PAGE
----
Grand Bahama Health Services (GBHS) Administrator Sharon Williams said yesterday that the Rand Memorial Hospital is beyond its capacity with COVID-19 patients, noting that the government may have to offer additional assistance if the steady increase in hospitalizations continues.
“It’s very hectic, of course, for our clinicians and I’m sure for our patients and their families,” Williams told The Nassau Guardian.
“We are doing as much as we can in Grand Bahama Health Services to make sure that our patients’ need for care are tended to as soon as possible. Yes, we do have some concerns with nursing shortages and, of course, with other clinical discipline shortages in those areas as well. But we always continue to make sure that the necessary staffing to give optimal care [is] addressed and we will continue to do the best for our clients.”
She said GBHS is using its
internal contingencies amid a recent surge in COVID hospitalizations on the island.
“If this increase continues, of course, then the government will have to look at additional assistance for Grand Bahama from any NGO (non-governmental organization) or Samaritan’s Purse if that is the way the government is going at the moment,” Williams said.
“But we are hoping that our community listens and that we all adhere to the protocols in place and get this concern under control.”
The Bahamas confirmed more than 1,800 cases between July 1 and July 28.
The number of hospitalization increased from 50 on July 1 to 106 on July 28.
Hospitalizations on Grand Bahama jumped from two on July 1 to 32, including two patients in the Intensive Care Unit (ICU), on Wednesday.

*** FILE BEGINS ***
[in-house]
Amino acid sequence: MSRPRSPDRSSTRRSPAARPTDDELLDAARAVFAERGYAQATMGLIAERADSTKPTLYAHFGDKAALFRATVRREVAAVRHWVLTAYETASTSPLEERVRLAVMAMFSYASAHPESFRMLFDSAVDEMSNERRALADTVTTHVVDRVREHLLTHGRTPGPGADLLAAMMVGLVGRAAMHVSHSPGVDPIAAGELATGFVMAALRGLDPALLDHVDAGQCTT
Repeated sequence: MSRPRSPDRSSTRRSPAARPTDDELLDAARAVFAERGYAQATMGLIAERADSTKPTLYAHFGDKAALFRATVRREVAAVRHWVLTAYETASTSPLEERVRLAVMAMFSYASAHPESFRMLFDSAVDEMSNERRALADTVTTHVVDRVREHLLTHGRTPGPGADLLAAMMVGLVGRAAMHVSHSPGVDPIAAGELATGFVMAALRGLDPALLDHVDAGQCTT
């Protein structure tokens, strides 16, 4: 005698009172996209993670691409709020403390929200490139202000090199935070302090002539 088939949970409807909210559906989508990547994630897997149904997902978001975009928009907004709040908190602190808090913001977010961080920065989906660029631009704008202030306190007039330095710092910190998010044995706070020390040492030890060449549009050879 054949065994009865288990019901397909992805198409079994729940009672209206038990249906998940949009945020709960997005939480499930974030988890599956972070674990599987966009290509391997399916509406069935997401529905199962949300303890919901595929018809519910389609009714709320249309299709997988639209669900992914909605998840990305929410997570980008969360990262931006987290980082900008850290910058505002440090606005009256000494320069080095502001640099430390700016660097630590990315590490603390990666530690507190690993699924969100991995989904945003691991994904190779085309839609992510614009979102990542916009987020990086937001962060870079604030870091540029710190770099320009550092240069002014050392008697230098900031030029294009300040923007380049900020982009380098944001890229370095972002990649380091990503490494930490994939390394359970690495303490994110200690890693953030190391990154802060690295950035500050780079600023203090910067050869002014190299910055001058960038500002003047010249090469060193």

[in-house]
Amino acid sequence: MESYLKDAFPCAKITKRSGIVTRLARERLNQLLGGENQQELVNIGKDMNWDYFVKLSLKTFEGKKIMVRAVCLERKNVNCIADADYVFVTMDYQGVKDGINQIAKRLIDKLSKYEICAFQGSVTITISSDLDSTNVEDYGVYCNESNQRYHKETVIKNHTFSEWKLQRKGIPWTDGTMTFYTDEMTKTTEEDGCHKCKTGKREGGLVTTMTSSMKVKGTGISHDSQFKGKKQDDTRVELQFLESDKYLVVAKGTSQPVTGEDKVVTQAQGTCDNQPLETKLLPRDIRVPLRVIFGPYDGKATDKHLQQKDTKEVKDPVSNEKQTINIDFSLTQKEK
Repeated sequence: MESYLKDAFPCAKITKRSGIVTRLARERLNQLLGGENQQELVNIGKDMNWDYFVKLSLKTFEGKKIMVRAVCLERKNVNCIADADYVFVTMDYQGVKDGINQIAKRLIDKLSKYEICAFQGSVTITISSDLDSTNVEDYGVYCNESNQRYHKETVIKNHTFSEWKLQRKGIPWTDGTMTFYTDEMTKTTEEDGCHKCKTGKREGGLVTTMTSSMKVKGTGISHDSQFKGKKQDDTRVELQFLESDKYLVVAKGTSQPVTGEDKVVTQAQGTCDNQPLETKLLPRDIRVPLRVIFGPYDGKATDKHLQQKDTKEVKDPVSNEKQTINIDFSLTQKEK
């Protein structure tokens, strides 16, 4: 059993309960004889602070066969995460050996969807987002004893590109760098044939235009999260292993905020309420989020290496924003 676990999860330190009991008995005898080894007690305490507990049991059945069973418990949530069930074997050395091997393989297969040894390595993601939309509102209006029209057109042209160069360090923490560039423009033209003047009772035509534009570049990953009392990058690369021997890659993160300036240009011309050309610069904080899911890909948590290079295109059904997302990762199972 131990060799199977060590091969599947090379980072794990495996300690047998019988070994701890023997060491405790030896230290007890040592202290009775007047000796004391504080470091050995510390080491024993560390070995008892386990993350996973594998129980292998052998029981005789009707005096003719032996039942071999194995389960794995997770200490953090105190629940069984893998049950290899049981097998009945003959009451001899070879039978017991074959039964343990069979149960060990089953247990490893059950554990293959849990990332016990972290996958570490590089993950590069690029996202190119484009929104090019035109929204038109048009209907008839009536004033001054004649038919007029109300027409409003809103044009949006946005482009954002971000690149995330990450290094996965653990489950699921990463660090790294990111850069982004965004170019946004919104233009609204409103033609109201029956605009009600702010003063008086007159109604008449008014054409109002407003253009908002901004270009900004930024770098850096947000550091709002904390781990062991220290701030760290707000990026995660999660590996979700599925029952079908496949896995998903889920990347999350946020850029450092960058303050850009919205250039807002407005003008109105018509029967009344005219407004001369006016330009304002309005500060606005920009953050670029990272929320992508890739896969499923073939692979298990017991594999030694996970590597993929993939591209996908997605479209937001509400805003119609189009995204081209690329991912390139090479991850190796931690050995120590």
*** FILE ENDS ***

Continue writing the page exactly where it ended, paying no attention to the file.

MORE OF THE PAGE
“Our bed capacity for the hospital is 90,” Williams said yesterday.
“Certainly, in our most critical areas, such as Med Surg, we are over the capacity in those areas. Our ward that deals with our critical patients [is] full and that is our ICU. Our ward at the Cancer Society and our Med Surg ward, they are all full to capacity with patients waiting in our Emergency Room for bed space.”
More than 17 nurses at the Rand called in sick in an apparent sickout on Wednesday.
When asked how the hospital managed, Williams replied, “We call in other persons who are off to see if they are willing to work. Additionally, those persons who come to work, we make sure that they are deployed in critical areas to ensure that those persons who need critical care are effectively supported. In addition, our nurse managers and other senior practitioners pitch in and make sure that they work at ward levels to ensure our patients receive around-the-clock care.”
Health officials have noted a need for more healthcare workers during the ongoing surge in cases.
Prime Minister Dr. Hubert Minnis announced this week that the government will spend $7.1 million to hire an additional 49 medical staff members along with 111 nurses and nursing support staff to bolster the staff currently dedicated to the COVID response.
Williams said at least 10 to 15 additional registered nurses are needed to complement staff at the Rand right now.
She was not able to say how many specialty nurses are needed.
The Bahamas confirmed 14,545 cases since March 2020.
Of that figure, 2,037 cases were confirmed on Grand Bahama.
Health officials have admitted that the more infectious Delta variant may be in country.
As a result, officials, including the prime minister, continue to advise the public to take the COVID-19 vaccine despite a shortage in The Bahamas.
Williams said yesterday that vaccine uptake on Grand Bahama is “not as aggressive” as she wants it to be.
“Yes, there has been an increase since the perceived shortage and availability of vaccine were noted, we would’ve gotten an increase in persons who are now interested,” she said.
“Unfortunately, we can only serve a certain number of persons per day. That is because of our capacity for staffing at the unit as well as the availability of the vaccine on a given day. We will have to increase our intake as soon as the government would have increased the supply as they anticipated within any number of given days now.”
As of July 24, 103,164 doses of the AstraZeneca COVID-19 vaccine have been administered in The Bahamas.
Sixty thousand five hundred and seventy-eight people have received one dose of the vaccine and 43,943 people, including those who got it abroad, received both doses.